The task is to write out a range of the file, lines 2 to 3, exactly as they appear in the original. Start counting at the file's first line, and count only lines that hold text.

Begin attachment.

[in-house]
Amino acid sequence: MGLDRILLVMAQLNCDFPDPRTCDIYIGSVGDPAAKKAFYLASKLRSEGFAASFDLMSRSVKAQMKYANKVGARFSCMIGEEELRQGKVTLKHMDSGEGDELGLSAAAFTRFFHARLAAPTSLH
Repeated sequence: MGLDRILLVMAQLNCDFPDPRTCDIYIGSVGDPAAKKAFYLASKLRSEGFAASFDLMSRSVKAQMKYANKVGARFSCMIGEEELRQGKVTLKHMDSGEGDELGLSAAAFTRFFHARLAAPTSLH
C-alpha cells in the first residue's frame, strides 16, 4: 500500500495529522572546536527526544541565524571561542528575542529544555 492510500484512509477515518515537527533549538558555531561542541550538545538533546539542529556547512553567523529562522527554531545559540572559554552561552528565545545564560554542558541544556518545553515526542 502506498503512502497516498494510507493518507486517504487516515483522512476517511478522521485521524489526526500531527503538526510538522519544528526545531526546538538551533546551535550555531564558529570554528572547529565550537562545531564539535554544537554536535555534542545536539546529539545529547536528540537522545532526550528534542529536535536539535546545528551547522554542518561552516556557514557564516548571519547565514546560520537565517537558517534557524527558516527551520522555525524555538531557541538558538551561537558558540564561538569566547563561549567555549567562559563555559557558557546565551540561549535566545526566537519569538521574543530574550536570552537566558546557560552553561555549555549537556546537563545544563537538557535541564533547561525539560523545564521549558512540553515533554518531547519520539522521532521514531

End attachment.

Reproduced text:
Amino acid sequence: MGLDRILLVMAQLNCDFPDPRTCDIYIGSVGDPAAKKAFYLASKLRSEGFAASFDLMSRSVKAQMKYANKVGARFSCMIGEEELRQGKVTLKHMDSGEGDELGLSAAAFTRFFHARLAAPTSLH
Repeated sequence: MGLDRILLVMAQLNCDFPDPRTCDIYIGSVGDPAAKKAFYLASKLRSEGFAASFDLMSRSVKAQMKYANKVGARFSCMIGEEELRQGKVTLKHMDSGEGDELGLSAAAFTRFFHARLAAPTSLH